>I will be doing a film with predominantly African-Americans in it. I want to draw on any ones experience lighting these people to look their best
Any recommendations on filtration, color temperature, or lighting gels to test to really make them look the best?
Golden Era Productions
>I will be doing a film with predominantly African-Americans in it. I want to draw on anyoneâ€™s experience lighting these people to look their best.
>I will make two observations, one probably obvious one, and one less obvious one.
>Test test test before you start and get used to metering a bit more with a spotmeter until you are happy with where skin-tones are falling - it is a good reminder that darker skin doesn't necessarily want to fall the same zone as caucasian skin.
>Secondly, while we tend to shy away from green light impinging on our leading actors when they are white, due to the sickly pallor that can be created, I found in my time working with predominately black dance troupes (in my misspent youth as a lighting designer and electrician) and later in the world of early rap and black pop artist videos, greens and ambers as accent lights and edge lights in some situations can be really pleasing.
Deep saturated blues can cause some really unfortunate effects with very dark skin, so if your film is likely to have lots of situations that call for saturated colors (club or rave scenes or that kinda thing) you might want to spend a little of your pre-shoot tests playing with saturated colors as side lights so you can see what you like and what you want to stay away from.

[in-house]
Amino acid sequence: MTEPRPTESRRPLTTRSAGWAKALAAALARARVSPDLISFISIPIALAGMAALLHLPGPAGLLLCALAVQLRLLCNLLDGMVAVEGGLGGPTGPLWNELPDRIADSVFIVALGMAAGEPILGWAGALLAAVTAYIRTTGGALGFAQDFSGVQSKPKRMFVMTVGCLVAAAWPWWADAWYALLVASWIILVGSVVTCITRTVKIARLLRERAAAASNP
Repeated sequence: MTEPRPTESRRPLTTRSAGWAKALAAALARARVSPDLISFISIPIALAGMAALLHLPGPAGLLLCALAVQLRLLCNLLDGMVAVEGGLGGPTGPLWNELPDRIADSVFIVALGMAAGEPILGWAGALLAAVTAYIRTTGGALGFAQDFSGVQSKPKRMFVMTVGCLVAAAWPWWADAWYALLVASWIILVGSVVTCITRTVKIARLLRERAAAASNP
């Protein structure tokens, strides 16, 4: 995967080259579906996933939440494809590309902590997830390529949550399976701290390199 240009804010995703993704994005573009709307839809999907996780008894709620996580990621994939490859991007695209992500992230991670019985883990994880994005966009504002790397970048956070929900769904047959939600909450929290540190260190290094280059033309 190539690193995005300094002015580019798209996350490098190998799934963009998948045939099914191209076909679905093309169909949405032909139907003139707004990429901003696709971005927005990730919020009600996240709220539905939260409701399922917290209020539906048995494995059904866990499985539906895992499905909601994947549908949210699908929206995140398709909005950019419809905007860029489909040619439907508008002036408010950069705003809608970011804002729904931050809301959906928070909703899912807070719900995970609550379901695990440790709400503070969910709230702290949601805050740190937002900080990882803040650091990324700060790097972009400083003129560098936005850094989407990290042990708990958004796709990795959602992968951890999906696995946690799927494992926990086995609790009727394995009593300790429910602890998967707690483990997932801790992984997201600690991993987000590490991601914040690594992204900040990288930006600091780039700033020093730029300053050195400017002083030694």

Another obvious tip - make friends with the makeup dept as one of the most effective ways to cut a very dark-skinned face out of a dark background (without smashing a separation light into the deep background) is to reflect a bounce source or a large diffuse edge light source in a cheek that has a little perspiration (or "glow" as we would say on a leading lady)
>I hope this doesn't all sound stupidly mechanical, but if you abstract the body and face shapes into convex and concave shapes and think about them the way you would about lighting glossy tabletop or dark cars, you will see what I mean...reflecting white cards, silver cards, gold cards etc can be much more gratifying than on pasty white skin (like mine)
>I have been enjoying the look of "The Wire" on HBO - gritty but cool.
>Get a bunch fashion and lifestyle magazines aimed at the African American market and look at how their ads are lit. Now I'll shut up (I'm a VFX nerd after all) and make room for the more artistic among us to make some useful suggestions
ex lighting/sound man for the Cotton Club on 125th st
(a LONG time ago)
>John Gonzalvez wrote :
>I will be doing a film with predominantly African-Americans in it...Any >recommendations on filtration...
>Most of what you need involves using make-up assistance and is based in providing ample light on the actors and balancing that with the background illumination. In addition, there are things you can do with filters...
>Contrast reduction, using a mild grade like an 1/8 or 1/4 Low Contrast or Ultra Contrast filter will help bring out more detail especially in the darker skin tones.
>The darker the skin, the more there is a tendency for what I perceive as almost a dichroic effect- highlights reflect as bluish from the warm-toned skin, which can be reduced by the use of a skin-tone enhancing filter like the 812. The additional color "warmth" of the 812 also generally improves skin tones of all types.